To let go of what you think gives you control over life, over yourself and others …. this demands humility. And humility is the basis for honesty. Honesty is the basis for self-reflection before your creator and redeemer, God. And self-reflection in accordance with the Scriptures will bring you face-to-face with God’s demands on how you live in relationship with others, your friendships, your working relationships, your marriages, your children, and indeed even in all those ways your find yourself tempted away from God’s design. That’s what we heard last week in Romans. Not some theological trope, or some philosophical reflection, but rather the ‘how to manual for those who are willing to heed God’s warning that he’s coming’: I am coming. Do you know me? Do you know who you are before me? Do you pursue your own ways, or mine?
Whom do you follow? Follow me, Jesus says again and again. Jesus doesn’t give some complex formula, or some promise clearly developed by people who think solely with the flesh rather than the spirit. So what do we do while we’re waiting for Jesus’s return? What does it mean to be prepared? John tells us really bluntly, “bear fruit worthy of repentance.” Concretely, that means you need to know not your own will, but God’s – for every aspect of your life. And so really concretely, instead of going bowling, or playing cards; instead of blaming other people, or hiding behind your money and possessions and your ability to consume more and more and more, or behind your self pity and anger and inwardly or outwardly directed rage and punishment, attend to the one who is coming in judgment: God and attend to the Scriptures to find yourself this day, and every single day, in every situation you find yourself. For it is here alone that you will find where you are before God as he comes to us. If you don’t know the Scripture, learn them. For it is there alone that you will find yourself putting on, as Romans put it last week, the armor of God who will deliver you to life eternal. AMEN.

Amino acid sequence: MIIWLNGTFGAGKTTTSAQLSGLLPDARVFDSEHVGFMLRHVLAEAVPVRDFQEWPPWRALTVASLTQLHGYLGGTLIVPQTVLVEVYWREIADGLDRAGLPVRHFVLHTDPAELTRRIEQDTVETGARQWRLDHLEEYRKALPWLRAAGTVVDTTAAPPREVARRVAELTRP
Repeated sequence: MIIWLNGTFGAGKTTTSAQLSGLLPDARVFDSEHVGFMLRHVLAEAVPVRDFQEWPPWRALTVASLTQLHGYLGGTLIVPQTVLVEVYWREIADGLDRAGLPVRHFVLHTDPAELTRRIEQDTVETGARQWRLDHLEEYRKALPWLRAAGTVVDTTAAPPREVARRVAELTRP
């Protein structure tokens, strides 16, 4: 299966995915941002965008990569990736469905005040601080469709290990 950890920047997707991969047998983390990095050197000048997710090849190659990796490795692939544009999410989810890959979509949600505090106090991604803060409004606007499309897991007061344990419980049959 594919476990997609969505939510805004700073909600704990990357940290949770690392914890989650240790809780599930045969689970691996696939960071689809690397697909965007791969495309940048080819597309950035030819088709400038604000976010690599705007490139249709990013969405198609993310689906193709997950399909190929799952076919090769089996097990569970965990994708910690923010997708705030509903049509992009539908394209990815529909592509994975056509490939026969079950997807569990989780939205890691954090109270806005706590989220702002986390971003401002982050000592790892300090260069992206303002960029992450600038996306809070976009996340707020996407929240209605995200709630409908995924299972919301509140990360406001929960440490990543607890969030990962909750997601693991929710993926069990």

The Rev. Dr. LEigh Silcox
Born in Windsor, ON, Leigh moved around Northern and Southern Ontario during his childhood. He attended North Carolina State University to play soccer, but after repeated injuries, instead took up mountain biking, road cycling, bouldering, trail running and hiking, which he continues to do to this day.